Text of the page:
There are a lot of words in American English that have confused me at one time or another, cilantro being the first mystery I had to solve. With all this Mexican food, surely they must have coriander! Luckily I now have coriander planted outdoors so I won’t have to go looking for cilantro anymore.
Chinese language (Mandarin) & character writing
Recently after a night out I accomplished something that I had unsuccessfully attempted on more than one occasion. I phoned a taxi and it came.
During previous efforts I always had to hang up halfway through the conversation with the Chinese telephone operator. Communication issues. I would usually be able to tell them in Chinese what my location was, however I could never understand what came next.
Even though my dad was once a teacher, I never had much interest in the profession. When I was asked to start a conversational English class with Chinese employees, I was only mildly excited but decided to give it a try just for the experience (and the cash…).
Did I mention that I love learning Chinese?
Even though I have been at it for almost a year now and still feel like I don’t speak much, I do enjoy it most of the time. From the start I have been collecting words or sayings that I really like or find interesting and I thought it was time to share some of my favorites!
Here they are:
- yǒu qián -> lit. have money = wealthy
- mǎi dōng xi -> lit. buy east west = shopping
- tíng chē -> lit. stop car = to park
- – add chǎng (meaning a large space) to make tíngchēchǎng = car park
- cháng dèng -> lit. long stool = bench
- kǎo xiāng -> lit. roast box = oven
- wèn dá jìngsài -> lit. ask answer competition = quiz
- guò mǎ lù -> lit. cross horse road = to cross
- bù kěnéng -> lit. not maybe = impossible
- huǒ huā -> lit. fire flower = spark
- xiào huà -> laugh words = joke
- jiǔ ròu péngyou -> lit. alcohol meat friend = fair weather friend
- xǐ wǎn jī -> lit. wash bowl machine = dishwasher
- shǒu jī -> lit. hand machine = mobile phone
- diàn chuī fēng -> lit. electric(ity) blow wind = hair dryer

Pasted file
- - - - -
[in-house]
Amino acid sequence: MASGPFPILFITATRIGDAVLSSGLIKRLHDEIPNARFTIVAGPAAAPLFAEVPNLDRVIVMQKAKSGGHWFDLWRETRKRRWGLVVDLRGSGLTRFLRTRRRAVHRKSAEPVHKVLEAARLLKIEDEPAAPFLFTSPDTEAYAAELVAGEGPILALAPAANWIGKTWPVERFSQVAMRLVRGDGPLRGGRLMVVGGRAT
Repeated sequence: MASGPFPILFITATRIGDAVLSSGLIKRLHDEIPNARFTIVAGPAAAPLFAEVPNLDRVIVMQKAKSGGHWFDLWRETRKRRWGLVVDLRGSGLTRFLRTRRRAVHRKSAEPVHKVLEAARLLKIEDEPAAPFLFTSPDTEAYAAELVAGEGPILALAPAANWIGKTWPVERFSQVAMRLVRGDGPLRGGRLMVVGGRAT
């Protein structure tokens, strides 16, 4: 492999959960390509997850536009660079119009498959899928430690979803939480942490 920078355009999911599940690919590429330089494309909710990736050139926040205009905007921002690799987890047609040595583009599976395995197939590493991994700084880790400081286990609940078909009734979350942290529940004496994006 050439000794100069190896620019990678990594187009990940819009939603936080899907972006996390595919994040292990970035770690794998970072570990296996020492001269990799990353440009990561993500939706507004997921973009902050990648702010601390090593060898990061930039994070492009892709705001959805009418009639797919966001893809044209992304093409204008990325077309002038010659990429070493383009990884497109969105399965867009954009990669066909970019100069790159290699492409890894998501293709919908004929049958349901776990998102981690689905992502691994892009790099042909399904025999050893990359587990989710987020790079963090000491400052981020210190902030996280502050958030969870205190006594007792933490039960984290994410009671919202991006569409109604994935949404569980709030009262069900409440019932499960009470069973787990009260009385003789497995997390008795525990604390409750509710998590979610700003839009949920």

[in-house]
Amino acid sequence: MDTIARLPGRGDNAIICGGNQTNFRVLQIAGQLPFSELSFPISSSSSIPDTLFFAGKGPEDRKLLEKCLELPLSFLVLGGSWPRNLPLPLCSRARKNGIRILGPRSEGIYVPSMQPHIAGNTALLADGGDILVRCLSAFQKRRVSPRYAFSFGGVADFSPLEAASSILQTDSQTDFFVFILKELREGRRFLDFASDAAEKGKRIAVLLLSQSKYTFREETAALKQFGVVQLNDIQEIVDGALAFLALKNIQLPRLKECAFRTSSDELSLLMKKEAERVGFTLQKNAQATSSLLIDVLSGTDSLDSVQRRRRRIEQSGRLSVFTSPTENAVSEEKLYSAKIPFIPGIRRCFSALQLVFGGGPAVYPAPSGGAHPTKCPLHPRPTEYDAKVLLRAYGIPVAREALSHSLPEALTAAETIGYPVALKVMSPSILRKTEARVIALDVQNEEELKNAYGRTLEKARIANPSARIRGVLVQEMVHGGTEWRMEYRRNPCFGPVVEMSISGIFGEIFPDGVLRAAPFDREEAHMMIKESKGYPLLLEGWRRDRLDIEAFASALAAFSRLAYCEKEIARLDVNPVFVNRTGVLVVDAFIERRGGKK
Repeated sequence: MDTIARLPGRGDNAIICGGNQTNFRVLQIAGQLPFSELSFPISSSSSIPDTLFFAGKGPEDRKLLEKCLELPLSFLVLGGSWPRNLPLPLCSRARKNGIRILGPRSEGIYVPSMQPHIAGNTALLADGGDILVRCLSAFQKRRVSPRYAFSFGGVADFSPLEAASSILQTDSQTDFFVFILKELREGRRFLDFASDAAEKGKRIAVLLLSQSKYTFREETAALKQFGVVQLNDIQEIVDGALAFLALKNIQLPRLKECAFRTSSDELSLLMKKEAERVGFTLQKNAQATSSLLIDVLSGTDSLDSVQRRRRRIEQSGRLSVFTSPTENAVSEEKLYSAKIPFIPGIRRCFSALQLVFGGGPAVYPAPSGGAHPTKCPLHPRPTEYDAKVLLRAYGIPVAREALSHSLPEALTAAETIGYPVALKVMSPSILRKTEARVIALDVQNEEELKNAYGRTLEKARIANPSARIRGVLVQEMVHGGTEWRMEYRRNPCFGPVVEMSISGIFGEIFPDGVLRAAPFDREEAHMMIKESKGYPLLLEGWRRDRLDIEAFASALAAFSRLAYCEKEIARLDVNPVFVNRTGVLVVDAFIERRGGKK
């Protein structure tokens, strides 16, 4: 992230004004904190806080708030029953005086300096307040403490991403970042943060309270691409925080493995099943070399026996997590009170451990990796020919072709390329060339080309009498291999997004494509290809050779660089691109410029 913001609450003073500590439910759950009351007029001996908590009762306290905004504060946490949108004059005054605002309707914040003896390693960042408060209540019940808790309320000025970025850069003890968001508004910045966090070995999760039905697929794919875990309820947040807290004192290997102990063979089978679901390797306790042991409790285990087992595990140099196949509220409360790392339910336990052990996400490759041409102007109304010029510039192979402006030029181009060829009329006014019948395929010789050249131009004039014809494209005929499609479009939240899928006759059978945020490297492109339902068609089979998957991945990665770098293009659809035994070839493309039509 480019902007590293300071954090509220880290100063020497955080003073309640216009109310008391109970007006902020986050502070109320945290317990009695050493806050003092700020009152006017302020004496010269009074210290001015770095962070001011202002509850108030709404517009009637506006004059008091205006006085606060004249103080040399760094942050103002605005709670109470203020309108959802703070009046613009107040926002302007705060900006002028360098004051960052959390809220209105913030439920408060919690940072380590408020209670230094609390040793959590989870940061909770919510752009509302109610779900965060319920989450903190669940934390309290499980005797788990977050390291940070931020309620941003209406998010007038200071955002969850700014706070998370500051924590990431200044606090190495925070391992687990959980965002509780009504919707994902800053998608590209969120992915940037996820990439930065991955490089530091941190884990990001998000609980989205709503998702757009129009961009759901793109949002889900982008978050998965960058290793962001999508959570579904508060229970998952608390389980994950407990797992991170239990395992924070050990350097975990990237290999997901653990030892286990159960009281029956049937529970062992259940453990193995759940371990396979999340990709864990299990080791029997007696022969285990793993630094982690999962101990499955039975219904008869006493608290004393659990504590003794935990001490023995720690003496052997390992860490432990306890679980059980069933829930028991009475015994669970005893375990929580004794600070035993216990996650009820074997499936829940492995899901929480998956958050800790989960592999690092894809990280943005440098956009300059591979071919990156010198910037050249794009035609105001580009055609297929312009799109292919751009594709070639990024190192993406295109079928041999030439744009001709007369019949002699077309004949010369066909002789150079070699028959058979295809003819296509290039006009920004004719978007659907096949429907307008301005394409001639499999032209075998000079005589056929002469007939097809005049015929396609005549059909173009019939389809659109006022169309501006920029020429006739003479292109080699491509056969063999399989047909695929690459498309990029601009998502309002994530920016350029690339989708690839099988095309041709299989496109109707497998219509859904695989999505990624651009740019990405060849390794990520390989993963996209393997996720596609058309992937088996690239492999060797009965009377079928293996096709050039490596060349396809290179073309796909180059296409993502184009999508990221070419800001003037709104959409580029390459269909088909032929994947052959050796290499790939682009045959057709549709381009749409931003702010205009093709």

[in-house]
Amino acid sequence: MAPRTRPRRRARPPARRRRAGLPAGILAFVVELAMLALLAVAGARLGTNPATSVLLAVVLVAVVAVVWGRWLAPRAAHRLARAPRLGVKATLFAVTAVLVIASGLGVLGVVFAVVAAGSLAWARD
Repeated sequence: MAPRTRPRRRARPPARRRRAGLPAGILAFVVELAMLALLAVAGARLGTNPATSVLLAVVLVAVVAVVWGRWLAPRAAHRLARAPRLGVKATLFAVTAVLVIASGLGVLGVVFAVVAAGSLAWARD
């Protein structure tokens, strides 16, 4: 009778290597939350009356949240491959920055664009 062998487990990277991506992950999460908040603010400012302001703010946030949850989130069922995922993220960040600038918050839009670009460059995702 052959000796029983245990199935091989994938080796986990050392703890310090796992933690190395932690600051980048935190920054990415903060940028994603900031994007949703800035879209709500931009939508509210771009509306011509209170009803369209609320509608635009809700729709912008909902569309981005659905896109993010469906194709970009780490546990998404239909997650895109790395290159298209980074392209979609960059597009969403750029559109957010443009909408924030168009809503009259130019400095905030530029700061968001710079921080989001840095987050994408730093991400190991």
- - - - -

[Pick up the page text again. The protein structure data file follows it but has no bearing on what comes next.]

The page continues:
And lastly yīlù shùnfēng -> lit. all the way along the wind = have a pleasant journey!
Writing on a regular basis still requires a little practice. This goes just as much for my blog as it does for my Chinese characters! It’s hard to keep a routine going when all your trusted routines seem to malfunction, like going out for a late lunch on the weekend means you end up eating together with the wait staff. Of course the lack of routines makes life more interesting so I guess it’s better than boredom.
Every class my teacher gives me five Chinese characters to add to my collection. The idea being that I practice them at home and increase my written vocabulary. I’m happy I can already read the ‘mind your head’ signs and can sometimes work out the name of a store. Although I think some stores may still apply the right to left writing so even the character recognizer (or should I say cheat-app) on my phone sometimes gets confused.
This week I finished my last Chinese class as a ‘Survivor‘. An appropriate title for a beginner course as it feels like surviving most of the time. Keeping my head above the water as a sea of strange sounds tries to drown me!
As I was writing my presentation for the end of the last module (I have survived three) I once again realised how much there is still to learn. Remembering words is easy. Remembering their tone marks, not so much. And that’s of course exactly the part that makes you screw up the pronounciation, gets you strange looks, etc etc. I am considering signing up for the next level 3 HSK exam as this may be the proverbial Dutch stick I need behind the door. On the bright side, I am able to tell a joke and a few taxi drivers have laughed at them. Now you can never be sure they are laughing at the joke as I can imagine my speech is funny to them too but so far the laughing has only occurred at the punch line and not during the whole ‘conversation’ so I think I’m ok.
In the meantime I continue to survive all sorts of things, good and bad, in this strange but wonderful land. From tasty pancakes to floating pigs, when its good its good but when its bad, it really is bad. It makes China very interesting but also hard to comprehend at times. But I continue to the next level of my course which is called ‘Social‘ so who knows I may be able to chat about it over a cup of coffee soon.
Since we have moved to China my English has definitely deteriorated. I won’t even mention my Dutch as that has been going down the tube for a long time (I found myself saying ‘helpte’ recently, which obviously only makes sense to those who speak Dutch and even then it may not).
I’m not sure if it has something to do with trying to make myself understood in English or if it is just because I am learning a new language which has a different structure (although sometimes it feels like it has none at all). Maybe it’s a combination of both. For example saying ‘more better’, instead of just saying it the correct way sometimes helps. In Chinese the adjective does not change, instead they add a word so for example faster is translated as ‘more fast’. The more Chinese I learn, the more I can hear it coming through when Chinese people speak English.
Sometimes living in a foreign culture puts you in touch with the less pleasant parts of your personality especially when your patience gets tested and even more so when you are not a very patient person to begin with.
When we returned to China after our little Christmas break in Europe, things just weren’t the same. With my appetite gone and my previous enthusiasm for learning Chinese evaporated into thin air, they all started turning against me… or so it seemed.